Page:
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Should I Lift When I am Sick?


(With Particular Emphasis on Viral Illnesses)

“When you are sick you need to start to learn, what is the most beneficial thing to getting back to 100% health quicker. Is it staying home and resting, or a light work out doing what ever you can. I started to feel quite sick, very achy muscles and joints, and felt like spewing. I felt for me the best thing was to do was whatever I could. I managed 3 sets before I could not continue, even those 3 sets it felt good to get my body moving as it felt quite sore and stiff. If all you can do is 3 sets, then do 3 sets.... This is not a 'waste of a workout'. These days are some of the most valuable for development and becoming a better athlete.”

The above is a statement that was posted recently (2016) on a popular social media site by a weightlifter of some significant ability and experience. The philosophy of “training through an illness” is perhaps something that is not an uncommonly held belief in the athletic world. There is, however, evidence to suggest that under certain circumstances, it is possibly the worst advice that could be given to any athlete.

The following discussion represents a very limited retrospective review of the scientific literature on the subject of training and competing in the presence of an infective illness – particularly viral.

Bacterial and Viral Infections

Bacterial and viral infections have many things in common. Both types of infections are caused by microbes - bacteria and viruses, respectively - and spread by things such as:

  • Coughing and sneezing.

  • Contact with infected people, especially through kissing and sex.

  • Contact with contaminated surfaces, food, and water.

  • Contact with infected creatures, including pets, livestock, and

  • insects such as fleas and ticks.

Microbial infections can be:

  • Acute - which are short-lived.

  • Chronic - which can last for weeks, months, or a lifetime.

  • Latent - which may not cause symptoms at first but can reactivate over a period of months and years.

Bacterial and viral infections can cause similar symptoms such as coughing and sneezing, fever, inflammation, vomiting, diarrhea, fatigue, and cramping. Differentiating the cause of the illness is therefore often difficult. However, typical symptoms of a viral illness include:

  • Fever

  • Headache

  • Myalgia – muscle pain

  • Arthralgia – joint pain

  • Respiratory/gastrointestinal distress

  • Exanthem – skin rash

  • Lymphadenopathy – “swollen glands”

Exercise and Infection

Athletes are subject to the same infections suffered by the rest of the community, with certain circumstances increasing the susceptibility of athletes to infections – team sports, prolonged close contact with fellow team members, the sharing of food and drink etc.(1) Most acute infections in athletes are viral in nature, such as upper respiratory tract infections and gastroenteritis. Over 200 viruses are implicated in the cause of upper respiratory tract infections.

After acute, intense physical activity there is a decrease in the activity and quantum of the various mediators of immunity, and this is known as the “immunological window” during which an athlete may be more susceptible to infection – both bacterial and viral. There is evidence to suggest that physical exercise prior to bacterial infection enhances the production of antibodies, and increases resistance to infection. There is however, some evidence that intense training is associated with a higher level of viral infection in athletes, and particularly within 10 days after a spike in training loads.(2) Viral infection is commonly used to explain poor athletic performance, due to compromise of muscle enzyme activity, metabolism and strength. Exercise during illness also requires greater cardiopulmonary effort.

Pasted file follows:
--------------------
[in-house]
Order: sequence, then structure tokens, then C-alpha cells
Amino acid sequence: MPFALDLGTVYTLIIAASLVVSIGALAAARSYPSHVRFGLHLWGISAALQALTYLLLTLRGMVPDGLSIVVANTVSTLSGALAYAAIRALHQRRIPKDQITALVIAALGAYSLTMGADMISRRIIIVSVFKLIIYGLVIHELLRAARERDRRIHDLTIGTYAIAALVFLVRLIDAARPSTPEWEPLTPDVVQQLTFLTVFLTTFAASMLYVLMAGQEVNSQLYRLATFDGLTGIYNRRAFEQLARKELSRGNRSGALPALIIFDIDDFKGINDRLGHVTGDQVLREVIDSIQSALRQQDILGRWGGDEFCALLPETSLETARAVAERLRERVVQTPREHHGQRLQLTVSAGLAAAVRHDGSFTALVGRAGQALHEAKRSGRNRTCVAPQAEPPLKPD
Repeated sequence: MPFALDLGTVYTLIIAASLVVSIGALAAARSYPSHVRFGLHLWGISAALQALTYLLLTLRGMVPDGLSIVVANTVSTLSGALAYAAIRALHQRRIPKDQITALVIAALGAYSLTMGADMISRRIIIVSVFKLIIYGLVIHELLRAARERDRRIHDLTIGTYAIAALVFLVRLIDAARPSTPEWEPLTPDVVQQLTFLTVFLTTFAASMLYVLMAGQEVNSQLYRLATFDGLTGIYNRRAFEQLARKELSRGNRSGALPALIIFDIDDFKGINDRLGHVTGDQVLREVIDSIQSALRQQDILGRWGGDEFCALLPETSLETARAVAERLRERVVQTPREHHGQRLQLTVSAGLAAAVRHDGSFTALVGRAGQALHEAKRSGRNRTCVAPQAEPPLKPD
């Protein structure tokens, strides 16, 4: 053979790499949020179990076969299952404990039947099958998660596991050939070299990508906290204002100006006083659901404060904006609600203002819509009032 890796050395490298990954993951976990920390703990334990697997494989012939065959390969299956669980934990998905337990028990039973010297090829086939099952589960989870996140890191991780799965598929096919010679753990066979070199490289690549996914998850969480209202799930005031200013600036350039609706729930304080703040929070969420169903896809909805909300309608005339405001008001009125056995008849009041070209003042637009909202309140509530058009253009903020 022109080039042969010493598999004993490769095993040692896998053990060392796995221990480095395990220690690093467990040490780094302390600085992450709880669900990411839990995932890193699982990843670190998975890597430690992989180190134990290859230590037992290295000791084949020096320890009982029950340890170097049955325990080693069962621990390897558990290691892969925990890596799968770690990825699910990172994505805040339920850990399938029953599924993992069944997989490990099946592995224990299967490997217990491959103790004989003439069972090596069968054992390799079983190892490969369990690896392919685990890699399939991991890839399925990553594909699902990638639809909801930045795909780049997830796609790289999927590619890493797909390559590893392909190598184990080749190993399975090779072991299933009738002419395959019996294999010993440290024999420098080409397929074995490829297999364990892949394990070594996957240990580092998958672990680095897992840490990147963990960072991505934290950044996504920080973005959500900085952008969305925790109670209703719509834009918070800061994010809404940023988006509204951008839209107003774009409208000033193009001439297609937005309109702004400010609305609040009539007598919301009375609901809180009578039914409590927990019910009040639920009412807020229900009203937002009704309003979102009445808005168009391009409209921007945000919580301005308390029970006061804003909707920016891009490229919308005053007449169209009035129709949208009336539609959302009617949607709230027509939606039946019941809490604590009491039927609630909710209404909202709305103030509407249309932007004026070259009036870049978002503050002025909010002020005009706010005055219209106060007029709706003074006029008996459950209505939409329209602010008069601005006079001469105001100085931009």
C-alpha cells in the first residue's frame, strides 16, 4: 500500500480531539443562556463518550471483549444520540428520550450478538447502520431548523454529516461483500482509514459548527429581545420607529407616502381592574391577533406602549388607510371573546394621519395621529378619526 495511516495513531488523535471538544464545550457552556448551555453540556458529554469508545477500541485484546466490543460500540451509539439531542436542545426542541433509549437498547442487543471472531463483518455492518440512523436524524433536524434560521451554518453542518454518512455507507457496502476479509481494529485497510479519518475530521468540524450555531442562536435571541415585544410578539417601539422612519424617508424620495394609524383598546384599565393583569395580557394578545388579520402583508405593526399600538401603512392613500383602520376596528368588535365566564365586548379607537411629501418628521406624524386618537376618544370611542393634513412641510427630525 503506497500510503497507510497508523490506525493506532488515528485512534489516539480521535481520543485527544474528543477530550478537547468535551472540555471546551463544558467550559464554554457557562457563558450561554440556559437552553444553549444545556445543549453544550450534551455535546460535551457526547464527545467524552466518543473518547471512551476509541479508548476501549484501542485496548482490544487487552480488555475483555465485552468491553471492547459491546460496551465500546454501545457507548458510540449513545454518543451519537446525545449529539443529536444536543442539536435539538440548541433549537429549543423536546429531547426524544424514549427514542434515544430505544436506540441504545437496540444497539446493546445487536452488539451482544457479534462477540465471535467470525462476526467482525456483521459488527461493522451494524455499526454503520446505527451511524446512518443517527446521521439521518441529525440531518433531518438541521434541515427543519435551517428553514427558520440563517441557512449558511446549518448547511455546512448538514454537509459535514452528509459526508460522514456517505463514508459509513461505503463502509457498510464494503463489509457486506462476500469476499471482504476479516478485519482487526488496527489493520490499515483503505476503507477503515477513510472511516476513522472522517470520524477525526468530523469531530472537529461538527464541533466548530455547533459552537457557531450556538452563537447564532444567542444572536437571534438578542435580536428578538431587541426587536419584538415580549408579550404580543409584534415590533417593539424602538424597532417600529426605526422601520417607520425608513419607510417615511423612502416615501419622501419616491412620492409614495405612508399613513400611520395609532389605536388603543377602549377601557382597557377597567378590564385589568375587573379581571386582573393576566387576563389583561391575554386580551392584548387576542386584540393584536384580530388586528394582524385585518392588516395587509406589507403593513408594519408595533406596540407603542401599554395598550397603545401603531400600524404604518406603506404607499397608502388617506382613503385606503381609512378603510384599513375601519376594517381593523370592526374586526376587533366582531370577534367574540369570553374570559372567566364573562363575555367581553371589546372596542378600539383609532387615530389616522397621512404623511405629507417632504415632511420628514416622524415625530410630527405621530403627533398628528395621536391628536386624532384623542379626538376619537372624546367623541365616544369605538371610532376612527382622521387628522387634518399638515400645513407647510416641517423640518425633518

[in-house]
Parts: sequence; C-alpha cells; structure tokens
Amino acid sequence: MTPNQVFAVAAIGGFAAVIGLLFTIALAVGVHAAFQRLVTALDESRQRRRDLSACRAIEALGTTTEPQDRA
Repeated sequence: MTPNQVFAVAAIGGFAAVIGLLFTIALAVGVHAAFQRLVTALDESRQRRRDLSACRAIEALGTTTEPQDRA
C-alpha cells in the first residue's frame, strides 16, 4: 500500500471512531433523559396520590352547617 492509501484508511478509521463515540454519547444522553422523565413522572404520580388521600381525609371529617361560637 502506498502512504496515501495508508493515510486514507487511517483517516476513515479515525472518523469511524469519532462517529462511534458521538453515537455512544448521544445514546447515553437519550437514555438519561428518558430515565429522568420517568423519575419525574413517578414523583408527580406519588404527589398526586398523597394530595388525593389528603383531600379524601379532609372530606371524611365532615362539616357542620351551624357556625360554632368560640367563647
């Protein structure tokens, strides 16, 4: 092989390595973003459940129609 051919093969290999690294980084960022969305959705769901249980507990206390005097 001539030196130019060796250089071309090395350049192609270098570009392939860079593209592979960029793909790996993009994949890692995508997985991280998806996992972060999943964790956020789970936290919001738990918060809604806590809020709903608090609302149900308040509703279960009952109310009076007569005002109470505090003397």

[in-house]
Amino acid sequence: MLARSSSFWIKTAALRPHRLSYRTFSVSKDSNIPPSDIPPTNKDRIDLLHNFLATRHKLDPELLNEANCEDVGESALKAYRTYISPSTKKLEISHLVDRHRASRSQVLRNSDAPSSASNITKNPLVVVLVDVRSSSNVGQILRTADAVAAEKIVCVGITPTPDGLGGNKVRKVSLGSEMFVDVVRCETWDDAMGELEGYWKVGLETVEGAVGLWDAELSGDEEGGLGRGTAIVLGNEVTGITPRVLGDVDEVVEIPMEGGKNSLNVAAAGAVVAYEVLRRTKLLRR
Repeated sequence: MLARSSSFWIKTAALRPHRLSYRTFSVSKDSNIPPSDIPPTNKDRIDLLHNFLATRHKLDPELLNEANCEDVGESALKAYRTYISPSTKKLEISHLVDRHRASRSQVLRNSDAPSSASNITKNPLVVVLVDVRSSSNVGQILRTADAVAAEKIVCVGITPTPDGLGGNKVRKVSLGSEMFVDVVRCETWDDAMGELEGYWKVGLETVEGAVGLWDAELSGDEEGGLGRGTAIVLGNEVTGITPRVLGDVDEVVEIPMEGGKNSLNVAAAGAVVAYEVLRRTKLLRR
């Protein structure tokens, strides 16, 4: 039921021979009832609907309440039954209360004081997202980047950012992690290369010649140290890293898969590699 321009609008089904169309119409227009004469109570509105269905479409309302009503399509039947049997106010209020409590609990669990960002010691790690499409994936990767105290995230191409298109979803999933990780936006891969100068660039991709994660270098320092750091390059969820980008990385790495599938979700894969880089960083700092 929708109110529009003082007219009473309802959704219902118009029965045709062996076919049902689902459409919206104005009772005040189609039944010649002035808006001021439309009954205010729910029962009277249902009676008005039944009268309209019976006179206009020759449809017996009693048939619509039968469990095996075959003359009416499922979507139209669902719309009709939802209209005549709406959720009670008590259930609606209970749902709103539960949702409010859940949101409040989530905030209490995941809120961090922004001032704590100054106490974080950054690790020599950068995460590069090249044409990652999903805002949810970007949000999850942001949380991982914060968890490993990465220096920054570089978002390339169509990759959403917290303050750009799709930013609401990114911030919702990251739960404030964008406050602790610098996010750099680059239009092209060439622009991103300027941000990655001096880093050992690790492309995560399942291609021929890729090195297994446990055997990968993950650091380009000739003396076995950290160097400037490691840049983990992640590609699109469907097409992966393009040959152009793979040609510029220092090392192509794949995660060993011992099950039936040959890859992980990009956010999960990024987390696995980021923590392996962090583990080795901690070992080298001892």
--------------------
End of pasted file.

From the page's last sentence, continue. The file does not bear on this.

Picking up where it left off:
The remainder of this discussion centres on viral illness and its effects.

Acute infectious viral illness is often associated with a fever and in general it is recognized that fever impairs:

  • muscle strength

  • aerobic power

  • endurance

  • coordination

  • fluid/temperature regulation

  • concentration

Acute viral illnesses can hinder exercise capacity by the direct effects of fever – anorexia, malaise, muscle and joint pains etc – but also by causing muscle protein catabolism, tissue wasting and negative nitrogen balance. This of course results in decreased muscle performance, the full recovery from which may take weeks or even months (3).

Some of the specific concerns with athletes include:

  • Intense exercise during the incubation phase of the viral infection may

result in a more severe illness

  • Intense exercise whilst infected with the Coxscakie B virus – a common

cause of a “cold” - may increase the risk of contracting myocarditis which

has been known to cause sudden death

  • Although not clearly understood, rhabdomyolsis has been reported in

athletes performing intense exercise during or just after the acute phase of a viral illness3

Should an Athlete Train During Illness?

It is important to determine if an athlete is suffering from a viral illness or not. A viral illness will usually be preceded by a period of time (48 hours or so) in which the athlete will feel generally unwell – the prodrome. Once the viral illness is present it is very important to differentiate those athletes into two groups:

  1. those with symptoms restricted to one system – usually the upper respiratory tract

  2. those with generalized symptoms

The differentiation between the two groups is known as the “neck check”(4,5). Athletes with systemic symptoms such as general malaise, excessive fatigue,muscle and/or joint pains and tenderness, body temperature above 38degC, or resting pulse rate greater than 10 beats above normal should avoid athletic activity until the systemic symptoms and signs return to normal. Engaging in